Health warning: Taxation will be different to each and every person reading this so it is important you get personalised advice!
Firstly, there are 2 types of payment from a pension fund, which are:
- Tax free lump sum / Pension commencement lump sum:
Final Salary pension scheme – provided by a calculation which the scheme itself completes. We call this calculation “commutation”.
A personal or individual pension – 25% of the fund value at the point of “crystallisation”. Be aware however, some older schemes may have “protected tax-free cash” which will allow more than the standard 25% to be drawn tax-free. The “enhanced” or “protected” tax free cash could be anything above 25%, including 100%!
As the name suggests, these payments of tax-free cash (within the Lifetime Allowance) are paid tax-free.
2. Taxable income / scheme income / annuity income / drawdown income:
All UK pension schemes, whether occupational (from group / workplace arrangements) or personal (from individual arrangements) will pay the taxable pension income via a PAYE system. Basically, eventually they will try to deduct the correct amount of tax before payment is made to the member (you) and pay this across to HMRC on your behalf.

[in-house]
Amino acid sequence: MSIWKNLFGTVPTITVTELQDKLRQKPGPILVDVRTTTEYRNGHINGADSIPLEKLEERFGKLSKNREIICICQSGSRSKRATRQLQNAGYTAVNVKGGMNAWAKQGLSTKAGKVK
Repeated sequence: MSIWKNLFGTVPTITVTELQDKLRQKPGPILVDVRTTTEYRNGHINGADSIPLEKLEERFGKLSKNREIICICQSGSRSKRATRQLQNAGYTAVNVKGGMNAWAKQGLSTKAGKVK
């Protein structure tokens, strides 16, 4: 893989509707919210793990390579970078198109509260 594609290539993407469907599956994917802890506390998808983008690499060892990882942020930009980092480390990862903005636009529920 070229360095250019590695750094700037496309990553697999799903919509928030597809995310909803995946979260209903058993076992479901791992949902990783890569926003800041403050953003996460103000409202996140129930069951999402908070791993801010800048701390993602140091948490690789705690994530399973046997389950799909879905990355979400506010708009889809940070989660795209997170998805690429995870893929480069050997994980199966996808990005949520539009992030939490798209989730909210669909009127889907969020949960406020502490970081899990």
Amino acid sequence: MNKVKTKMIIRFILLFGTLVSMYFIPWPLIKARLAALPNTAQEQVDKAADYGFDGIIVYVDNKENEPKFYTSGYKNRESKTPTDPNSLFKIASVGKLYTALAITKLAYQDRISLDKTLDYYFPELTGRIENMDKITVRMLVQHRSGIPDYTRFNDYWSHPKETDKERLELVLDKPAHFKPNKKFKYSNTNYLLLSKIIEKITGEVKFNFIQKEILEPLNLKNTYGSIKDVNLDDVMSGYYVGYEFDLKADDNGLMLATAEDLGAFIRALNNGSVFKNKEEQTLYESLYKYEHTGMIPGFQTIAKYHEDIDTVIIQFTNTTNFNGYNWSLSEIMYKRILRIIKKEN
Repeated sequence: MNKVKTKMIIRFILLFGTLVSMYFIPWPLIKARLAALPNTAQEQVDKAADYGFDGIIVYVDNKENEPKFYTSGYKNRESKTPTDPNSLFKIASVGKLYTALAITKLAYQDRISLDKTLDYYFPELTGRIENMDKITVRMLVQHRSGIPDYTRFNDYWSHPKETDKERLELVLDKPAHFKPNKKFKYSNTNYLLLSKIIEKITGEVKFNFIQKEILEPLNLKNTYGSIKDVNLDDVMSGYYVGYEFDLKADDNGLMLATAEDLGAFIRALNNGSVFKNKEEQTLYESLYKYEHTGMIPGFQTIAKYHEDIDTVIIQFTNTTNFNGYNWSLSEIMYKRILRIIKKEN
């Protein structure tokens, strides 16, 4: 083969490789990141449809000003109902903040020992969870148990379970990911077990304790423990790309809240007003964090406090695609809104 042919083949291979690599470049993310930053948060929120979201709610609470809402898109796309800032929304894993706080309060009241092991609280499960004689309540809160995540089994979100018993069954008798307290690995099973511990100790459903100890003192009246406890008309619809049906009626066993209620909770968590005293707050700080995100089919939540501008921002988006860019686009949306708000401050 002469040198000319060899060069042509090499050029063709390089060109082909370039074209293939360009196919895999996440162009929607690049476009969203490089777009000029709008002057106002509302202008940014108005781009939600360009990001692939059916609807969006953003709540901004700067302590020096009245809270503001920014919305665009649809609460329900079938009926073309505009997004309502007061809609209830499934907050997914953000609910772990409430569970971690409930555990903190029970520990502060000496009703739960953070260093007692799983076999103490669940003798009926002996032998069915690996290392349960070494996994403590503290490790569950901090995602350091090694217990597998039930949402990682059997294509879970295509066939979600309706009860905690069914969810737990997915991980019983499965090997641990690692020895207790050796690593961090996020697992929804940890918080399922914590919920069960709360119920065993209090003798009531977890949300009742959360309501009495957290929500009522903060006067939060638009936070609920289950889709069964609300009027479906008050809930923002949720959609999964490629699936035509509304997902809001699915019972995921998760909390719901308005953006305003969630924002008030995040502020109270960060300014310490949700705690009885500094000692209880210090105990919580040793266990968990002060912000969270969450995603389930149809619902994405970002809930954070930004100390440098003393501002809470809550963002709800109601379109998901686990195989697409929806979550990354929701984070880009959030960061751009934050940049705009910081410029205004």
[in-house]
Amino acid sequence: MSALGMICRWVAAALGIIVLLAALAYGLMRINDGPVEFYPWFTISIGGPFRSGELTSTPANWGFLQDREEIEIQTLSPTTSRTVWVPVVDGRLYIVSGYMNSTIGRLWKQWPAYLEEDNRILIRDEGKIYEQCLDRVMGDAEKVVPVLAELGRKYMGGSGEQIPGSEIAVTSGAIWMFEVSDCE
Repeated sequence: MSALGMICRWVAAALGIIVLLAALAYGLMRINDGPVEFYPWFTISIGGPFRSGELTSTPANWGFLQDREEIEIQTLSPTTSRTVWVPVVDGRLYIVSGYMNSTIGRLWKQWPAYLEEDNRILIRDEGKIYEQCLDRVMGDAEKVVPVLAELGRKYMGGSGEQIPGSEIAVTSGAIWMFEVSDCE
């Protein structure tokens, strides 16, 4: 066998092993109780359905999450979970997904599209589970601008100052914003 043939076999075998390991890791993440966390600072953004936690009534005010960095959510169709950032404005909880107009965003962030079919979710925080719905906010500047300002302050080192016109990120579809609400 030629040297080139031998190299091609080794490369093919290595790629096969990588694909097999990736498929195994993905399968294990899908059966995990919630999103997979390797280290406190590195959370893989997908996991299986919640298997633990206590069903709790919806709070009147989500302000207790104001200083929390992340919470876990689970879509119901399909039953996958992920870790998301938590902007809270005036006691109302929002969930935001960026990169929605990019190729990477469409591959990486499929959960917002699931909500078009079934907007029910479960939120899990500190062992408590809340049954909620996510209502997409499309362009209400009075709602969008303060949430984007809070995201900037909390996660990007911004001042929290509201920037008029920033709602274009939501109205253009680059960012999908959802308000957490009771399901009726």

HMRC will provide the payroll operator with a “tax code” based on the members individual circumstances. (all in a very similar way to how an employer would pay your wages)
When could I pay more tax? (Emergency tax codes)
When you receive your first income payment from your pension provider, they will then notify HMRC that you should now be included in their payroll records. HMRC will then send the correct tax code for the payroll operator to use. As this can take a little time (usually 2 or 3 months), pension income providers will use what is known as “Emergency month 1 basis” until this is received.
This means, the pension company will test each individual payment against one-twelth (1/12) of the personal allowance. Where you have had any other taxable income payments in the tax year, for example another pension or salary for example – this will result in overpayment of tax. When the “tax coding” catches up, this should subsequently be corrected.
Other points to consider
- Scotland and Wales now have additional rates of tax payable but during the time where no tax code has been received, the English rates will be used initially.
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